The 2012 La Grande Dame is terrific. In fact, it is one of the finest recent Grande Dames I can remember tasting. Vibrant and tense, the 2012 exudes energy. At this stage, the natural richness of the 2012 vintage is hidden behind the wine's bright, salivating acids.
Green apple, pear, mint and white pepper add a brilliant aromatic top register. I would cellar the 2012 for at least a few years, as it is nowhere near ready to drink.
Drink 2027 - 2042
Antonio Galloni, Vinous.com (November 2020)
Very difficult spring with frost and some hail but lovely summer. They could choose when to pick, on 17/18 September, a month later than 2020. Quite a bit of wind, so very healthy fruit. Good acidity, as in 2004 (less than 2008).
90% Pinot Noir mainly from Aÿ, Verzenay, Verzy, Ambonnay and Bouzy. The 10% Chardonnay comes from the Grands Crus Avize and Mesnil-sur-Oger. Verzy and Verzenay were favoured in 2012 for their minerality. They moved to the north from the south of the Montagne de Reims in 2012. Full malo for all Veuve Clicquot wines so far.
No oak for Grande Dame ingredients (cf vintage Veuve Clicquot). Dosage 6 g/l. Artist Yayoi Kusama has designed a very attractive, but not at all sustainable, package. This seems designed for the gift market.
Notably mineral – even metallic – nose. Certainly not the floral perfume of Pinot Noir but something quite tight and not at all sweet. More structured, transparent, fresh and rewarding than many a Grande Dame I have tasted before. Long and well-balanced, with some lift and even slight bitterness on the end. I can see winemaker Didier Mariotti's description of this as 'vertical'.
Drink 2020 - 2026
Jancis Robinson MW, JancisRobinson.com (November 2020)
Aromas of lime zest, lemon and brioche follow through to a full body with a round, creamy texture, fine bubbles and a delicious finish. Direct and focused 2012. Lots of elegance and energy in this.
Drink or hold
James Suckling, JamesSuckling.com (July 2022)
The 2012 La Grande Dame has started to relax a little post-disgorgement, with some malted bread, honey and toasty complexity building over what is still an impressively precise release for such a Pinot Noir-heavy blend, more focused on delicate red fruits than the broader orange/yellow of the 2015.
Sweet red apple, nut oil and lemon marmalade flavours ride a persistent snap of citrussy acidity, the texture softening now but still promising a drawn-out and rewarding unwinding of flavour for those that can wait.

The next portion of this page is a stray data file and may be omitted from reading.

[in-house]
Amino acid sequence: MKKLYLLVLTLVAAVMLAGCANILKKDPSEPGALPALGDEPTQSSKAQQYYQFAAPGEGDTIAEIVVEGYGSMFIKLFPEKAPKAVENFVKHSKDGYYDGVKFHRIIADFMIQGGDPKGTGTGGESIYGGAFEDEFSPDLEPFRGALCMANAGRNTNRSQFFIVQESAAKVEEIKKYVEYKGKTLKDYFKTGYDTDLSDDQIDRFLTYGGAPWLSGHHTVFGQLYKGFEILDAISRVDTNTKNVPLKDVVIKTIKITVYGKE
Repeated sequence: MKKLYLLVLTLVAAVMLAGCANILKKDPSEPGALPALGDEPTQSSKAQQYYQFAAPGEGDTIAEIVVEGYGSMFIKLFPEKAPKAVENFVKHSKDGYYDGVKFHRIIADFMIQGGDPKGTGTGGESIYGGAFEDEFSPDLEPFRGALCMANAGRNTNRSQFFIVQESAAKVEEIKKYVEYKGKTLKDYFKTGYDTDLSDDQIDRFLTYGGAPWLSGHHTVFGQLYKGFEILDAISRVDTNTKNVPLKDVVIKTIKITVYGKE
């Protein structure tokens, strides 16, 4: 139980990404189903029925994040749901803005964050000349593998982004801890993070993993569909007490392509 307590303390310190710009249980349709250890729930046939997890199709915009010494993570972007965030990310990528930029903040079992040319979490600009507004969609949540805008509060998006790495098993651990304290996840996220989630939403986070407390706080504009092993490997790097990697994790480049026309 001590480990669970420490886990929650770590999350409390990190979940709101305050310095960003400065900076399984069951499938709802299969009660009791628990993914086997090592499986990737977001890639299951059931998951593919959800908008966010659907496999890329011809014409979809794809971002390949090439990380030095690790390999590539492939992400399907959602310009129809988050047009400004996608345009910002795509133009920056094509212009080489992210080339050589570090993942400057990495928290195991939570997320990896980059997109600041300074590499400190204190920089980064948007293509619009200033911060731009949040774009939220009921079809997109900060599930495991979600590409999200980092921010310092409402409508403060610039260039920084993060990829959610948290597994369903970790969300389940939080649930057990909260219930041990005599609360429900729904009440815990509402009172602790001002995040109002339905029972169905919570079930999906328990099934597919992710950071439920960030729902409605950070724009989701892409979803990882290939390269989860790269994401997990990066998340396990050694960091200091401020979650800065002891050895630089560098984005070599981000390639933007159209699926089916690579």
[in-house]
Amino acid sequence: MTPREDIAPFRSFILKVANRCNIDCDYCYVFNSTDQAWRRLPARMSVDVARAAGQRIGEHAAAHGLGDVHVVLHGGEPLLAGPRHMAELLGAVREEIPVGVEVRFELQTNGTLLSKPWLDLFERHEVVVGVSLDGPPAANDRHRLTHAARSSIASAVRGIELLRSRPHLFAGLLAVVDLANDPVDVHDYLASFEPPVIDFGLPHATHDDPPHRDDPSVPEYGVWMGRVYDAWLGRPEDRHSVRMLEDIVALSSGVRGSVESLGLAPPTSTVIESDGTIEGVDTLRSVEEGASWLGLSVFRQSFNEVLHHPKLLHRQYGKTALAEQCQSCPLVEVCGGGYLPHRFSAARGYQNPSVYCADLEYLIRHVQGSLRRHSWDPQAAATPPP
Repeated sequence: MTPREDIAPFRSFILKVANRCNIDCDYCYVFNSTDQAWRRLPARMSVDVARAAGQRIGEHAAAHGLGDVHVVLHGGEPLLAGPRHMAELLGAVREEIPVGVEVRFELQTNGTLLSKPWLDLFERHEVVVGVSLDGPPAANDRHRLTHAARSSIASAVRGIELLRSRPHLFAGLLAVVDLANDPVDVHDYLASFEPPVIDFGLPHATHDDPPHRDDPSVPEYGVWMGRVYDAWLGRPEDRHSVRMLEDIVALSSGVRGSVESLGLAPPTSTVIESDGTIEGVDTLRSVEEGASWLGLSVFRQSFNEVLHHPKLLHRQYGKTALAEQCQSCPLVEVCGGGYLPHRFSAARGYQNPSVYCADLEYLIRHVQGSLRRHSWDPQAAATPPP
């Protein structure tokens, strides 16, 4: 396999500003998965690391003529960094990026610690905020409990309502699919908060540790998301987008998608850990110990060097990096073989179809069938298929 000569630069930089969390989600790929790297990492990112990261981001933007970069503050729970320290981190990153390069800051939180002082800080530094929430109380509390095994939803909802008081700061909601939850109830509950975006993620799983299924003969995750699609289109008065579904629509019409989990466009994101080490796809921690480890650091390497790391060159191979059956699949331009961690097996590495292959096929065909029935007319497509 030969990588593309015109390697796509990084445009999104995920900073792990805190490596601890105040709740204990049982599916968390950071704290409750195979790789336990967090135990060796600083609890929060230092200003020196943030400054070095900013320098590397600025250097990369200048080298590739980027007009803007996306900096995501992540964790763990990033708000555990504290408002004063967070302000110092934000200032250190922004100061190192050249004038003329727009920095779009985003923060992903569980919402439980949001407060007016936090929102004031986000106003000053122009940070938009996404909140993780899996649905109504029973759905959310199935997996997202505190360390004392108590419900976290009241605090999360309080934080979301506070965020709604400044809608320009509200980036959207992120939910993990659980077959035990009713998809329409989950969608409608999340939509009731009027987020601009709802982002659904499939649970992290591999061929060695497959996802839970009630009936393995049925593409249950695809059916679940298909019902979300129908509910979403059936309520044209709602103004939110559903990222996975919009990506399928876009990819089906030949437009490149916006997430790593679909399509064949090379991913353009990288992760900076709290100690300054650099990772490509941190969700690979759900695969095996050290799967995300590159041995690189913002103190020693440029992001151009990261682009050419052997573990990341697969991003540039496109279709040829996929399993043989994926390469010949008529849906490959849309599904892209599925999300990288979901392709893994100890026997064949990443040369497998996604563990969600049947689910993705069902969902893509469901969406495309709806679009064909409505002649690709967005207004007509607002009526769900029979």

90% Pinot Noir from Äy, Verzenay, Verzy, Ambonnay and Bouzy, and 10% Chardonnay from Avize and Le Mesnil-sur-Oger. Dosage 6 g/L.
Drink 2023 - 2043
Tom Hewson, Decanter.com (March 2023)
About this WINE
Philippe Clicquot-Muiron established Veuve Clicquot in 1772. However, it was Phillipe`s daughter-in-law, Nicole-Barbe Clicquot, who really laid the foundations of the modern company. She was one of the great innovators - it was she who invented remuage in the early 19th century. Now it is part of the LVMH group. The Non-Vintage Brut is a blend of 55% Pinot Noir, 30% Chardonnay and 15% Pinot Meunier. It has a nose of white fruits and freshly baked bread and is fresh and balanced on the palate. The vintage wines are similar in character but with more depth of fruit and more structure. La Grande Dame, first made in 1969, is a rich, smooth and finely textured Champagne that simply oozes class and breeding.
Brut denotes a dry style of Champagne (less than 15 grams per litre). Most Champagne is non-vintage, produced from a blend from different years. The non-vintage blend is always based predominately on wines made from the current harvest, enriched with aged wines (their proportion and age varies by brand) from earlier harvests, which impart an additional level of complexity to the end wine. Champagnes from a single vintage are labelled with the year reference and with the description Millésimé.
Non-vintage Champagnes can improve with short-term ageing (typically two to three years), while vintages can develop over much longer periods (five to 30 years). The most exquisite and often top-priced expression of a house’s style is referred to as Prestige Cuvée. Famous examples include Louis Roederer's Cristal, Moët & Chandon's Dom Pérignon, and Pol Roger's Cuvée Sir Winston Churchill.
Which grapes are included in the blend, and their proportion, is one of the key factors determining the style of most Champagnes. Three grapes are used - Pinot Noir, Chardonnay and Pinot Meunier.
26% of vineyards in Champagne are planted with Chardonnay and it performs best on the Côtes des Blancs and on the chalk slopes south of Epernay. It is relatively simple to grow, although it buds early and thus is susceptible to spring frosts. It produces lighter, fresher wines than those from Burgundy and gives finesse, fruit and elegance to the final blend. It is the sole grape in Blancs de Blancs, which are some of the richest long-lived Champagnes produced.
Pinot Noir accounts for nearly 40% of the plantings in Champagne and lies at the heart of most blends - it gives Champagne its body, structure, strength and grip. It is planted across Champagne and particularly so in the southern Aube district.
The final component is Pinot Meunier and this constitutes nearly 35% of the plantings. Its durability and resistance to spring frosts make the Marne Valley, a notorious frost pocket, its natural home. It ripens well in poor years and produces a soft, fruity style of wine that is ideal for blending with the more assertive flavours of Pinot Noir. Producers allege that Pinot Meunier lacks ageing potential, but this does not deter Krug from including around 15% of it in their final blends.